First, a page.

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Chemotherapy side effects: what they are and how to deal with them

Chemotherapy effectively treats many types of cancer but, just like other treatments, often causes side effects. The side effects of chemotherapy, as well as those of radiation and hormone treatments, differ from person to person and depend on the type of cancer, the location, the drugs used, the dose taken, and the person’s overall health. Chemotherapy acts on active cells, that is, cells that grow and divide into more cells of the same type. Cancer cells are active, but so are some healthy cells, which include, for example, cells in the blood, mouth, digestive system, and hair follicles. So, chemo causes side effects precisely because it goes to damage these healthy cells.

Specifically, the most common effects of chemotherapy are as follows:

  • Fatigue;
  • Hair loss;
  • Easy bruising and bleeding;
  • Infections;
  • Anemia (low red blood cell count);
  • Nausea and vomiting;
  • Constipation;
  • Diarrhea;
  • Changes in appetite;
  • Peripheral neuropathy or other problems such as numbness, tingling, or pain;
  • Weight changes;
  • Changes in libido and other sex-related problems;
  • Skin and nail problems;
  • Mouth and throat sores.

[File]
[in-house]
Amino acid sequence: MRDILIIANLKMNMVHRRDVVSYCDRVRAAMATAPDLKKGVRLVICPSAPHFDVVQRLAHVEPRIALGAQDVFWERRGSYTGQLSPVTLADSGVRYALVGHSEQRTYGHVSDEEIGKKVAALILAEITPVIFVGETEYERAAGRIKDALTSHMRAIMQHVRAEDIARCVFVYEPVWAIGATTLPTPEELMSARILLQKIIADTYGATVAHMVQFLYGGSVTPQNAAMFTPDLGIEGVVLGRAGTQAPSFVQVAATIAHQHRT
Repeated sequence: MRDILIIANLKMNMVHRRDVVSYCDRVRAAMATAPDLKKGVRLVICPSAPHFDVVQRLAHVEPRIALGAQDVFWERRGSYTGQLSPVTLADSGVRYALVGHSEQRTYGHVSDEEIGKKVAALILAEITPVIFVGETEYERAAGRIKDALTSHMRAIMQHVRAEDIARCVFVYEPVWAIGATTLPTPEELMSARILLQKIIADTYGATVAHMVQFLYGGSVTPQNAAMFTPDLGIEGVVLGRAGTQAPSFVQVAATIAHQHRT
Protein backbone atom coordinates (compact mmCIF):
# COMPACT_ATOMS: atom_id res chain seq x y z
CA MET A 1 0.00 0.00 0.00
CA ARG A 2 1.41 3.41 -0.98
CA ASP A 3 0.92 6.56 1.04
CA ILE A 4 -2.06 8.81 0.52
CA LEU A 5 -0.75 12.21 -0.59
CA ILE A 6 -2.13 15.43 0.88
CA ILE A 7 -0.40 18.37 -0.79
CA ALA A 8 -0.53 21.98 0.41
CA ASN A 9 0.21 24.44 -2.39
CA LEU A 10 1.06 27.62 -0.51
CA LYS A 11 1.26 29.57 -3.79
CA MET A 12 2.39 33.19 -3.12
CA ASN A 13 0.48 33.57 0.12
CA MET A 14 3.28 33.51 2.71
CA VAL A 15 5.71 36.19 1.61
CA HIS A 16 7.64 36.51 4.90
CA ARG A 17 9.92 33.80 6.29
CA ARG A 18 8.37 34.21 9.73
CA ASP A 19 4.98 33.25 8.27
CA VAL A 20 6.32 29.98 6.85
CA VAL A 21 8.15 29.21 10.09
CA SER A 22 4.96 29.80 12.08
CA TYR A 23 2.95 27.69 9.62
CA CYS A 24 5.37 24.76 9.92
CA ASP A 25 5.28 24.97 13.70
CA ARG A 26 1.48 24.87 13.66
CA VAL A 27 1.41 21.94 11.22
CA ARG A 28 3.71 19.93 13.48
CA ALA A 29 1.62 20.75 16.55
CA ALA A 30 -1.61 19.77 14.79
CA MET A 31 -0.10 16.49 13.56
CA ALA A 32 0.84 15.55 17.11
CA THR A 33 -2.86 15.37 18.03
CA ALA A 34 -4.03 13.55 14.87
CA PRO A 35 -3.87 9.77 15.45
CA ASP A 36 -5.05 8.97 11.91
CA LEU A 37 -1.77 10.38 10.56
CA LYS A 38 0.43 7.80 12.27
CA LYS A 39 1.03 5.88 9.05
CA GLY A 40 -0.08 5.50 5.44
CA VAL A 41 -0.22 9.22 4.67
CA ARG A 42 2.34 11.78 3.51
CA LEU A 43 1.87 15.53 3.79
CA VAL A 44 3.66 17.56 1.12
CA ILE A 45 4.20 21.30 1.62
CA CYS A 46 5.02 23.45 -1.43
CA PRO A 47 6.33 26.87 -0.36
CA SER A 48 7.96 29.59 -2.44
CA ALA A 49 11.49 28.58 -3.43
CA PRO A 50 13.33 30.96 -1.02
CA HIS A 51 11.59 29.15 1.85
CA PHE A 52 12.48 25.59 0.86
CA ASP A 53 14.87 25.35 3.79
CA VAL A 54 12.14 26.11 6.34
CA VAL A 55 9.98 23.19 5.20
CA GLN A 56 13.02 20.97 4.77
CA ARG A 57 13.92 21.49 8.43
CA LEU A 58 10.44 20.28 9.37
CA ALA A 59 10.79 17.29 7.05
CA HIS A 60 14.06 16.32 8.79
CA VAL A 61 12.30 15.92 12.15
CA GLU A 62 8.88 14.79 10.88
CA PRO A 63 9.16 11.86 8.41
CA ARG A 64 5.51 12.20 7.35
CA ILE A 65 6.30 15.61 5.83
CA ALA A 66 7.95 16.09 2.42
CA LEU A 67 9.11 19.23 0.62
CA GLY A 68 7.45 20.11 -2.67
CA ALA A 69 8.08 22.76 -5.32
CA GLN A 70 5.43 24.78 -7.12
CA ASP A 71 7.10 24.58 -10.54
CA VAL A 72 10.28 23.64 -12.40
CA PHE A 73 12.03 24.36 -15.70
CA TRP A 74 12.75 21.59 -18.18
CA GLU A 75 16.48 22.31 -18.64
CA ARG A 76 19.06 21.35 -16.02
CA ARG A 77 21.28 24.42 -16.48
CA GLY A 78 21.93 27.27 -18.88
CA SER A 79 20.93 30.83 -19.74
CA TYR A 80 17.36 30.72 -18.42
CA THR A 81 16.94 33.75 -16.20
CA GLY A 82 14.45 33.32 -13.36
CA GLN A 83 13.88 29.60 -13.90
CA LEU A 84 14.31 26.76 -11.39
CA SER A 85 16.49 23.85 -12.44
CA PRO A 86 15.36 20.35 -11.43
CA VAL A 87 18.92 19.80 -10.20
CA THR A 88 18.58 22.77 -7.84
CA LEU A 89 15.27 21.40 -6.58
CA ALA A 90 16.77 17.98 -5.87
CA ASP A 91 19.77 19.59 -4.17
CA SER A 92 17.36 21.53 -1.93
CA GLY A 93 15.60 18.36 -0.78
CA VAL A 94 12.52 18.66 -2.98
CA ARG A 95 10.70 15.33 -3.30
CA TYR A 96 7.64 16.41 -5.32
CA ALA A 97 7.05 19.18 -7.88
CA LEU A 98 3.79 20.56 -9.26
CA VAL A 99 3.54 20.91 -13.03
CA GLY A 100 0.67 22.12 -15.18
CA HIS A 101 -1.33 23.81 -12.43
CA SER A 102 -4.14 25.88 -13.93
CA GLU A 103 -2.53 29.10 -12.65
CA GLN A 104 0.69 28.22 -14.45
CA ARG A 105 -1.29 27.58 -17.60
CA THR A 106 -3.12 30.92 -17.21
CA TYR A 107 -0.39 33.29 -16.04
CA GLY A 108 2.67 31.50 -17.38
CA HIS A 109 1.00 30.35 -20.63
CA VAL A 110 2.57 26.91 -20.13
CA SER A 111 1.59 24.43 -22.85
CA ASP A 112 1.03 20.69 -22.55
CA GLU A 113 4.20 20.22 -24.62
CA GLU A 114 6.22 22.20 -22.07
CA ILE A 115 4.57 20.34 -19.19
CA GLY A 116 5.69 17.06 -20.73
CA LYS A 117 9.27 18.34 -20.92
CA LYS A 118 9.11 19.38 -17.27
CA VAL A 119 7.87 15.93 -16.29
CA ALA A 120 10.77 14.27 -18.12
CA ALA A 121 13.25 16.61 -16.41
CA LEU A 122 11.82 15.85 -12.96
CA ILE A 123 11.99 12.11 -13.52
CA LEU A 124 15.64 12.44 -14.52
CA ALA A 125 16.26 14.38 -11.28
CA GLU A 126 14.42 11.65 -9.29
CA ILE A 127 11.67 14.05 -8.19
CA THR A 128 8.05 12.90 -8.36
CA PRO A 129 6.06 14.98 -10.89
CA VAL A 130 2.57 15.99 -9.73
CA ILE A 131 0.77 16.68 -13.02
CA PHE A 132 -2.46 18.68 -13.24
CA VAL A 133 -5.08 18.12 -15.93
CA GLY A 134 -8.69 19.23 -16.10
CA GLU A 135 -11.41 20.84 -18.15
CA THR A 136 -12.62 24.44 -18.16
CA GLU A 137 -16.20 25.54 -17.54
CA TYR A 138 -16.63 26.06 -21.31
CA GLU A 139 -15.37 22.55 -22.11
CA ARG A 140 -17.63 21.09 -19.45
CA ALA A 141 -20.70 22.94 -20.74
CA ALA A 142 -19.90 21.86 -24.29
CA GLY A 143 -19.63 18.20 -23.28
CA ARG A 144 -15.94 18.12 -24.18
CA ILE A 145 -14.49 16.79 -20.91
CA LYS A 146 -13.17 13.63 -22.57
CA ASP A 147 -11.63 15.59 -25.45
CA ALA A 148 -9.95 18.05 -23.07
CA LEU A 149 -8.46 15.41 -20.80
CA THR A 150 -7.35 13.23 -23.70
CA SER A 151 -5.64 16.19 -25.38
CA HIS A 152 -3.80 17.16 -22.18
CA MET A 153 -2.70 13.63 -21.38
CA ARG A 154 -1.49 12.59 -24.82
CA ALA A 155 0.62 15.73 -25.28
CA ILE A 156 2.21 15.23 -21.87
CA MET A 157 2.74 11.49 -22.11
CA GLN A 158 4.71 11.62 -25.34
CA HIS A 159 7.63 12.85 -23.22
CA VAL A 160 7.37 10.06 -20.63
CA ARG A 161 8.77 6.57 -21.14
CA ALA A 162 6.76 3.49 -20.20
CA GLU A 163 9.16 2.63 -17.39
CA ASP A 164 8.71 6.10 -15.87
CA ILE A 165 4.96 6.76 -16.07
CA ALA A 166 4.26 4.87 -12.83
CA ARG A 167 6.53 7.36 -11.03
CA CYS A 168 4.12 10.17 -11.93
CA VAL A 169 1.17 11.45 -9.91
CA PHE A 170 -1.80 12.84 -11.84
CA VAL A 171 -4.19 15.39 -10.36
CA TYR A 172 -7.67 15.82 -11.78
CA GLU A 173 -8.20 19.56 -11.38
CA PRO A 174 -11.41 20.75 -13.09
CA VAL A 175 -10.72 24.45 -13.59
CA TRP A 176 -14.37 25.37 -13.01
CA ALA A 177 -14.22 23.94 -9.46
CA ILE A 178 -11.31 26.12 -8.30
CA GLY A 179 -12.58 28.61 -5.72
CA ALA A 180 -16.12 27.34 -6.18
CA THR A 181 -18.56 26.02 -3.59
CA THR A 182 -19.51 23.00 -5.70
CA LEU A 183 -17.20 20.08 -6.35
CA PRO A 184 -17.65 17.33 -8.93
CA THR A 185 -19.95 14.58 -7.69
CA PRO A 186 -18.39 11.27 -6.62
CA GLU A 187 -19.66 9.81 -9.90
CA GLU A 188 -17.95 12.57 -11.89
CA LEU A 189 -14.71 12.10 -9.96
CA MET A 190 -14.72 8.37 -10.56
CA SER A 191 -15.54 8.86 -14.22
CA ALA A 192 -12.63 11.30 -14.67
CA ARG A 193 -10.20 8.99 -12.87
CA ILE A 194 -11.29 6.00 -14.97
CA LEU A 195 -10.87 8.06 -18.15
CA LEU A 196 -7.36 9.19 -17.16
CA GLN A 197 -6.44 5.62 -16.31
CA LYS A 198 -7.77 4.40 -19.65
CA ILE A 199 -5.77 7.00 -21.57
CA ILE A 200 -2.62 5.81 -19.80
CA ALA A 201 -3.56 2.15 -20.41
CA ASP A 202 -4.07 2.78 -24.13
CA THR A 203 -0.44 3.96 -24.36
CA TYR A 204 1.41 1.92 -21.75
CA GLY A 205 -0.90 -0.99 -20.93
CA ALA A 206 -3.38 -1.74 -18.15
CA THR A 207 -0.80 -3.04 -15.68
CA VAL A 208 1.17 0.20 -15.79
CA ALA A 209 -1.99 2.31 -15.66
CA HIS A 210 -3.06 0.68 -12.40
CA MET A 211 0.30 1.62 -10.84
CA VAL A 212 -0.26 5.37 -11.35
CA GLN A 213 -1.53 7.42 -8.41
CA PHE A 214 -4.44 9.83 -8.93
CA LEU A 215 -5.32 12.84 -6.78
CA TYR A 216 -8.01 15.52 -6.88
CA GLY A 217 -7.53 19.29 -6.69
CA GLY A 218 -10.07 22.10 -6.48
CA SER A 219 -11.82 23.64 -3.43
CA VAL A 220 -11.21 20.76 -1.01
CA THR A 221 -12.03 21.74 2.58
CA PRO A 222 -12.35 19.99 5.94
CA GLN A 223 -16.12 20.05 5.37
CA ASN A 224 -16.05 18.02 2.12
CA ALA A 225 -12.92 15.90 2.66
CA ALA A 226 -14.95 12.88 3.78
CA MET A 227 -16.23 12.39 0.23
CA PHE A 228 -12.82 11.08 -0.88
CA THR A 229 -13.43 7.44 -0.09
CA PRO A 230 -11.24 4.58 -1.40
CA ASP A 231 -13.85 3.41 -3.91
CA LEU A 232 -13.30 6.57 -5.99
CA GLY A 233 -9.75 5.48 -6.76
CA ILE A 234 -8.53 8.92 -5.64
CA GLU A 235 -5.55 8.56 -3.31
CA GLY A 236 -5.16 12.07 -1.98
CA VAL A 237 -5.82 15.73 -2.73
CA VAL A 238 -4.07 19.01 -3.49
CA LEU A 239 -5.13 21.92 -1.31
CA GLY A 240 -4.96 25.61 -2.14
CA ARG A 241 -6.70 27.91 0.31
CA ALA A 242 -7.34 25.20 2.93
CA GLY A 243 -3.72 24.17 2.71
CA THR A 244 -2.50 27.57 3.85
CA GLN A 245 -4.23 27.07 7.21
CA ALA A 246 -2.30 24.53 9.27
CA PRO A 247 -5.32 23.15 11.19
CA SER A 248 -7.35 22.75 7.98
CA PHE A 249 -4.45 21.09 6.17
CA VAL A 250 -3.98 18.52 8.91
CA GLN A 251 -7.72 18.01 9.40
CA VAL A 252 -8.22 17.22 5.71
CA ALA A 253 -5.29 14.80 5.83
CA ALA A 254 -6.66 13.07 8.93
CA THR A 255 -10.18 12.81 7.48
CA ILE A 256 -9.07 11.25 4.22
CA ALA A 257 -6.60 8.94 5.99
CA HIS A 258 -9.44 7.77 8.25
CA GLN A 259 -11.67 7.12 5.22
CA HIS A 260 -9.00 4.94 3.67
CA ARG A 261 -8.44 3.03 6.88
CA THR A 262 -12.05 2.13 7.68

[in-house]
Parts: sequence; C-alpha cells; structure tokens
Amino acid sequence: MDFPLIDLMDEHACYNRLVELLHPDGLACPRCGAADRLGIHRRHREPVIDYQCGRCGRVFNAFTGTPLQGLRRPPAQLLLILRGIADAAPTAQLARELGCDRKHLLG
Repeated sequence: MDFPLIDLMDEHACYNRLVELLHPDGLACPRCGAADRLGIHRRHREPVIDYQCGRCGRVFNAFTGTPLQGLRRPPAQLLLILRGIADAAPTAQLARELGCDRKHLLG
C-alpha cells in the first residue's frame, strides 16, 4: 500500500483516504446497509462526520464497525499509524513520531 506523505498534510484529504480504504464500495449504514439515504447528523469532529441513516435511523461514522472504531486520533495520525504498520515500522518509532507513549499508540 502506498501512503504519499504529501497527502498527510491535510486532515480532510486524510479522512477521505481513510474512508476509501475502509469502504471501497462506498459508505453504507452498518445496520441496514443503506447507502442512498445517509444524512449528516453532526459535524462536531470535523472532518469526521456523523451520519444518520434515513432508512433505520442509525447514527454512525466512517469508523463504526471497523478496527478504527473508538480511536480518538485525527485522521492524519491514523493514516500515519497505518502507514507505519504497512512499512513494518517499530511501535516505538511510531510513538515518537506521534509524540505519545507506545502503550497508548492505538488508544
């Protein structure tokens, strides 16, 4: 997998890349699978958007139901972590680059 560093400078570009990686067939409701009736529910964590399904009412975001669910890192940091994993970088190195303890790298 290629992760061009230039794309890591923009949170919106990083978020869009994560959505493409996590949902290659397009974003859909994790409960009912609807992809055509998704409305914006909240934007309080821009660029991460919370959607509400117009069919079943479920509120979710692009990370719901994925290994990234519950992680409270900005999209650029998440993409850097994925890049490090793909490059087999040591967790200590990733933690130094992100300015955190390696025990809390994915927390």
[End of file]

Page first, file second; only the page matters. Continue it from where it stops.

Of course, no person experiences all the side effects of chemotherapy at the same time, and some even experience-if any-very few. There are also some side effects that chemotherapy can cause in the long run, such as heart or nerve damage or fertility problems, but not many people experience these.


How long chemo side effects last: some useful information.

Although the side effects of chemotherapy may be unpleasant, a cost-benefit assessment must be made, that is, they must be considered for their ability to kill cancer cells.

As for the duration of side effects , many of them disappear fairly quickly once treatment is over because cells no longer exposed to the chemotherapy drug resume normal division. This is the case, for example, with alopecia, or hair loss. However, some–called late effects–can take months or even years to disappear completely.

As we have already stated, chemotherapy causes long-term side effects, which may occur over the lifetime of those undergoing treatment. These are side effects that can cause problems with the heart, lungs, kidneys, or reproductive organs, and in some of these cases the damage done can be permanent.

Nonetheless, it should be considered that many of the negative effects of chemotherapy on the body can be effectively managed by simple measures. Essential, for this reason, is to talk clearly with one’s cancer care team, who may change the medicine or treatment schedule and may also suggest ways for the patient to reduce the pain or discomfort he or she experiences from the side effects of chemotherapy.